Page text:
Another thing is not to compare your kids, with all their problems, with other people's perfect ones who play the violin, tap dance, speak fifteen languages and are made Head Girl because they are SO popular. That way lies madness.

It's probably all lies anyway.

Ah cynicism, greasing the wheels of parenthood.

Odat said...

Innocence...laughter.

Peace

Jim said...

Through children, especially disabled children, "life" have taught us the true meaning of life. We are no longer superficial beings but rather, deep respect for life and understanding. Our hearts got bigger.

LceeL said...

I have learned that the parents of ASD kids become the Best Parents in the World.

FXSmom said...

I have learned to appreciate even the smallest of accomplishments

nitebyrd said...

I've learnt that you do your absolute best in everything for your children. Then pray they will take what you have told, shown, did, given, with love - with them when they are ready to enter the real world.

Seamus said...

Raising our 3 girls was the most profound time in our life, learning and growing with them. Now we see that that tenfold in how the girls are raising their children. It sure wasn't without its issues, but it has been so very worth it!

mumkeepingsane said...

That I can survive anything? *laughing*

Seriously, my kids have taught me how strong I can be. How much I can love another human being. They've just helped me be a much better ME. Which feels fabulous.

Zoƫ said...

I learned that it OK to be me, and even being me, is lovable, although on a bad day I am apt to forget.

Queenie said...

Hope you don't mind me popping over, call me nosey but I've seen you at Marmies. Your words are so true, my son is 25 now, but I still worry about him.
Up to 4yrs ago I worked as a teaching assistant for children up to 8yrs old and before that with young adults with autism. For the last 2yrs I have had mobility problems and have been forced to stay at home (for the time being I am also unable to drive). I enjoyed my work at the school, more than words can say and miss it like mad, they really did teach me what life was about. You have an excellent blog here.

PI said...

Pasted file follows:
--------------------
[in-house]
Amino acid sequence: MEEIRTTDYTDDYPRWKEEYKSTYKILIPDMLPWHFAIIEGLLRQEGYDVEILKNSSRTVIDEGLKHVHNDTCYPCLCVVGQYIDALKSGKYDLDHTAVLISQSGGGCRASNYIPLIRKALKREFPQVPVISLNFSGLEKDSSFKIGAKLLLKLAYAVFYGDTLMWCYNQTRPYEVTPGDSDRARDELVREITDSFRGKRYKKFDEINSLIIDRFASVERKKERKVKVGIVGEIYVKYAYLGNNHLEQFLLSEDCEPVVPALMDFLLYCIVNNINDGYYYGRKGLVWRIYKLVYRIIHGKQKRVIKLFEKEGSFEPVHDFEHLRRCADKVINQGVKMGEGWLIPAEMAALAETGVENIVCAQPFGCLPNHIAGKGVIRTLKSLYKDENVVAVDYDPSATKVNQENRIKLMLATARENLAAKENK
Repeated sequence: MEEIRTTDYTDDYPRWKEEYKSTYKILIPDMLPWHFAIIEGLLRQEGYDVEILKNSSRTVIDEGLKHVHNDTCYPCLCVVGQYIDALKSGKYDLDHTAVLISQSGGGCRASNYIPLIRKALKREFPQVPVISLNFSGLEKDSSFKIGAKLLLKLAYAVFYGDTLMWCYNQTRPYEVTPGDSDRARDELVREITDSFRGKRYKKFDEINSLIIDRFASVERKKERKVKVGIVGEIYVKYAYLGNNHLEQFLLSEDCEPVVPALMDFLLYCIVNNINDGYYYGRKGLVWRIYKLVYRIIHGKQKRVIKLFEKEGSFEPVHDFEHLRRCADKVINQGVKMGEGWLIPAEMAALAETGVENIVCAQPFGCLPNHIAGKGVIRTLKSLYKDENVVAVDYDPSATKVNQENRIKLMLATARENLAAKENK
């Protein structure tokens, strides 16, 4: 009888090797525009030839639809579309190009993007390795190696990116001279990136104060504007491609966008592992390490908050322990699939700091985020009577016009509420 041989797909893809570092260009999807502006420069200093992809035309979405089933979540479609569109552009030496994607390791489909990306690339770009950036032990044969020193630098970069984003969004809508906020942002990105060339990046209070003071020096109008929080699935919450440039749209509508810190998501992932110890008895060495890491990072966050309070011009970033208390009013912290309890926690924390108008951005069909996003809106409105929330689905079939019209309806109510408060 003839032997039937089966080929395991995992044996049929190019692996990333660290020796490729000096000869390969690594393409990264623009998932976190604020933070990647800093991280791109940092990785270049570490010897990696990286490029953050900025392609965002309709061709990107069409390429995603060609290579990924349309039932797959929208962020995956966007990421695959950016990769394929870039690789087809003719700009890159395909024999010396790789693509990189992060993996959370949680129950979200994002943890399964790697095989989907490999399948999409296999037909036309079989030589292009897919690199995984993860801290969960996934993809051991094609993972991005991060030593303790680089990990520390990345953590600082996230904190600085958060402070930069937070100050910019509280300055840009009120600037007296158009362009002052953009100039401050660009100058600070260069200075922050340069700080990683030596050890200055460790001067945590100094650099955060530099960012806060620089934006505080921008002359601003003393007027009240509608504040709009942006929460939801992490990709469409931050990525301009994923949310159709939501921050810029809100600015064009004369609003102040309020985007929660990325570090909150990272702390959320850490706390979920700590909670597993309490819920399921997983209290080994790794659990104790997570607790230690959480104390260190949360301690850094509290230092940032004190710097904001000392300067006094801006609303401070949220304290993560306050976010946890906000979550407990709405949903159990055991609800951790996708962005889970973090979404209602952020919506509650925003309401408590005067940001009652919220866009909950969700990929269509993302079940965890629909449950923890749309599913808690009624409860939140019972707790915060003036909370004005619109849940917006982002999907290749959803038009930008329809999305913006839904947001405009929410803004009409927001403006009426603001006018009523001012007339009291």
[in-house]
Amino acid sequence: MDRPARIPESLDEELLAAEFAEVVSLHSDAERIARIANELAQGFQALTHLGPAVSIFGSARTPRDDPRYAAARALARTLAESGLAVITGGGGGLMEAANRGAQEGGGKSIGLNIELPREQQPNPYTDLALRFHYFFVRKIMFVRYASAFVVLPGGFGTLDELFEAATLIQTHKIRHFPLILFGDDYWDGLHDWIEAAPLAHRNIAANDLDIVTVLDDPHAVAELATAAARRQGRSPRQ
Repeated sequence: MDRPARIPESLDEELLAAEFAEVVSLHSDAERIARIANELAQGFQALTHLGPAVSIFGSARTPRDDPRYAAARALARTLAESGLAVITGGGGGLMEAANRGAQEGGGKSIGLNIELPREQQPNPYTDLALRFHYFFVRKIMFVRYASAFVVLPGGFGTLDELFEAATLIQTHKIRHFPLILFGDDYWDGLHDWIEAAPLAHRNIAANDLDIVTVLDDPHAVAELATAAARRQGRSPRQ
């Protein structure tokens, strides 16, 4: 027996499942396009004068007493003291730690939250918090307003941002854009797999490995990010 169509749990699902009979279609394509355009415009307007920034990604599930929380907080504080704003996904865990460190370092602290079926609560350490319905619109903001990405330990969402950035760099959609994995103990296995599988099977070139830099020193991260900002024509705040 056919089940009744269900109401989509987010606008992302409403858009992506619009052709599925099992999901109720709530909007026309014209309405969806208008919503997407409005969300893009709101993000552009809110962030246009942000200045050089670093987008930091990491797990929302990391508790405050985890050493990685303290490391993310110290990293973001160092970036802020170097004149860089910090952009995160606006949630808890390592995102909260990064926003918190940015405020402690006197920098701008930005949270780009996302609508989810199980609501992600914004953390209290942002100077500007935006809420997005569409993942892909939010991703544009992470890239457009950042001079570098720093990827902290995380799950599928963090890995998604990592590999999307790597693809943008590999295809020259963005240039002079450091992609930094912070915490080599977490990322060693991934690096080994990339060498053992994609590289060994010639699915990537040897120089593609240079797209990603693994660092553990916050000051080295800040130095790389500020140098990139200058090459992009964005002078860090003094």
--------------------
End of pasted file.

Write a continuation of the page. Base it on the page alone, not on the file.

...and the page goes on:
I'm still learning but I know love is a very precious gift. If only the poor boy with Tourette's syndrome- that I saw in a ducumentary on a London Street, on TV last night, had had some love- maybe he have could have survived.

Dazzed and Confused said...

The biggest thing I learnt from my children is responsibility. The biggest thing they learned from me, I hope, is to respect others. It was for the most part fun bringing them up but I sure am glad they are grown.

Ron said...

Thank you for stopping by my blog today and for leaving a comment. I was SOOO HAPPY to click on your profile and find your blog!!!!

This is some Divine Order.

My dearest friend in Florida has an 18 year son with autism, so what you share here, touches me deeply.

Thank you for this. If you don't mind, I would like to give her your link, so she can visit you here. I know she will find great comfort in hearing your words.

What a LOVELY post. I've learned some of the most enlightening lessons from children. And MANY times...have been my GREATEST teachers!

Thank you for sharing this blog. I know that reaches out and touches many!

Have a nice weekend!

Mima said...

I don't have any children, and will never have the opportunity to bring a precious young life into the world, and that is the thing that I found hardest about becoming this ill. I would love to have had the chance to learn in this way and to cherish another in the particular way that parents do (warts and all).

graceunderautism said...

I've definitely learned that I can not fit my kids into a mold. what works for one does NOT work for the other. I can not expect to see the same results from child #2 even if I use the same methods. They are unique and so are all of us as parents.

Annieye said...

I remember sitting cross-legged on my sofa at the age of twenty-four, in the first throes of labour with my daughter. It was in the early hours of the morning on 14th July 1980.

I can remember it so vividly because of how I felt - the responsibility of motherhood and loving the little life I was about to give birth to.

If I could go back and give myself just one pearl of wisdom it would be to tell myself that the most precious gift you can give a child is your time.